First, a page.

Twirling Tilley Underwear at Dunning Weight Charges
author Stephen Weir in his Tilley hat aboard the Wind Dancer
CANADIAN OUTFITTER STOP AIRPORTS FROM CHARGING WEIGHT SURCHARGE
By Stephen Weir
The new realities of international travel have made carrying scuba gear difficult and sometimes expensive. Luckily travel clothing manufacturers have helped take the weight off flying with scuba equipment.
Not only are airport authorities now red flagging dive equipment (dive regulators look “funny” on the X-ray screens) airlines are, seemingly in tandem, strictly enforcing weight restrictions.
Flying to Barbados I was restricted to two pieces of checked luggage. Transferring to a small regional airplane to reach Grenada I met more onerous rules - the two bags couldn’t have a combined weight of more than 23 kilos. Trouble is – my scuba and camera gear weighs in at 22 kilos. If I take clothes, shaving kit, books and IPod my bags set the airline cash register cha- chinging. Regional carriers tend to charge $5 a kilo for excessive weight, and they round up not down!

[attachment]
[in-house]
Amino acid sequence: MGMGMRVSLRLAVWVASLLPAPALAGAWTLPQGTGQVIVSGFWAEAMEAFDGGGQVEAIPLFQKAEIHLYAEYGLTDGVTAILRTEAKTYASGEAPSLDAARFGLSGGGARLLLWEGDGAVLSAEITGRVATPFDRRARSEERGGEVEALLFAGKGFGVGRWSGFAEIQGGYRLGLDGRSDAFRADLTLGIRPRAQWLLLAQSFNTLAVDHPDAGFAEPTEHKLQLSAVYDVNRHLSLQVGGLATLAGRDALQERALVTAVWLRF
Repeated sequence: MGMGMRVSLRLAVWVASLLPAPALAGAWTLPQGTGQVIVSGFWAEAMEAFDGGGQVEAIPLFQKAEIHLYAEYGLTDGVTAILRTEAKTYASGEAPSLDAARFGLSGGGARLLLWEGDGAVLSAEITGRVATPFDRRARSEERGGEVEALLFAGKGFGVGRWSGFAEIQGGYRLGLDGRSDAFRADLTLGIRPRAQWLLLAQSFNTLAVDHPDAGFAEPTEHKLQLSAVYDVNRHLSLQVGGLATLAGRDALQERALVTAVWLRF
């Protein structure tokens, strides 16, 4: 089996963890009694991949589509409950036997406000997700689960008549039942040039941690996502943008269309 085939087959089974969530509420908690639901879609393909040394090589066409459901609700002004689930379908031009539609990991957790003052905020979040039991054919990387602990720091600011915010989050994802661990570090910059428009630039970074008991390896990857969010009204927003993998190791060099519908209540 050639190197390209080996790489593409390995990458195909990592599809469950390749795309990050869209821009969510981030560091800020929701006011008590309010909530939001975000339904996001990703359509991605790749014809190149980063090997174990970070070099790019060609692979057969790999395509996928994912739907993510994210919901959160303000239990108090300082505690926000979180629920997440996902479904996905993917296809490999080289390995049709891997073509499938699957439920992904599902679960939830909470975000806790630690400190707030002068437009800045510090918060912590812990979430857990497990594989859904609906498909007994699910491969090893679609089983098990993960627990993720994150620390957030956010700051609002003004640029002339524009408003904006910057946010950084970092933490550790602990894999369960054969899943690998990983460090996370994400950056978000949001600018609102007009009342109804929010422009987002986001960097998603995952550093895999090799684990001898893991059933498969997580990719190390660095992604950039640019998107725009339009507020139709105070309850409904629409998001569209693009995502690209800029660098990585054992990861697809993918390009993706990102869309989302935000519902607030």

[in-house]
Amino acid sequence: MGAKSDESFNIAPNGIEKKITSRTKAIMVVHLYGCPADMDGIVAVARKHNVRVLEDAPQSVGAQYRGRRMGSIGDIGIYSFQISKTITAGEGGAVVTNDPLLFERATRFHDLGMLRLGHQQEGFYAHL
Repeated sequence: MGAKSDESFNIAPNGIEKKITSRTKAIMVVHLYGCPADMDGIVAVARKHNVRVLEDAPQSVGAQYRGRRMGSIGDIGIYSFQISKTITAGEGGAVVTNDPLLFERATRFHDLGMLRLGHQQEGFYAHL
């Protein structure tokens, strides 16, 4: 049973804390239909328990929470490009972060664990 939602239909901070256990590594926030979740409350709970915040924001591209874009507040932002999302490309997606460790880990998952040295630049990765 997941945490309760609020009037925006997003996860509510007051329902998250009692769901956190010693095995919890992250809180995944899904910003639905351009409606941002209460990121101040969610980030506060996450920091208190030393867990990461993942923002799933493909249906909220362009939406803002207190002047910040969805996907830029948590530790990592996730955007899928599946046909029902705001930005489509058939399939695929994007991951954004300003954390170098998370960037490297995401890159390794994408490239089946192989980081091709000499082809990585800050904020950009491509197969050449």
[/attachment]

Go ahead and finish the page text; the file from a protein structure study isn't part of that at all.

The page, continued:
This trip Tilley came to the rescue. The famed maker of Give ‘em Hell travel clothing understands the meaning of traveling small and light. Their Men’s Zip Off Pants (unzip at the knees and Viola shorts), Outback Vest (so many pockets I lost stuff in ‘em for a week) and magic socks and underwear are lightweight and wrinkle proof.
I was able to roll up a week’s worth of clothing (4 shirts, 2 pairs of shorts, hat, socks, underwear, pants and vest) and pack them in a bag smaller than Jack Bauer’s man purse on 24. I was able to hand-carry my complete Wind Dancer wardrobe, sparing myself dunning overweight charges.
And, like most specialty travel clothes, when you unroll and hang-up your clothes they suddenly pop back into shape. I am a card-carrying slob so I was suspicious that first night on the compliments my clothing received. By week’s end I was giving fashion shows.
My underwear and socks were a source of endless entertainment for the crew. It is amazing, one simply washes them in the cabin sink and then takes them up on deck where you twirl them around your head. In three turns they are all but dry. The crew took much delight in watching me spin wet underwear over my head while standing at the bow of the boat yelling “I’m King of the World!
Downside? Everybody knows where Tilley’s are made. Put on a Tilley Hat and walk the Main Street of any town in the world. You won’t get five steps before strangers approach you with two questions -- Canadian Eh? The second query? “Can I see the passport that’s hidden in the secret passport pocket in your hat?” Fooled them, it was lost in the secret, inside velcro’d pocket of my vest!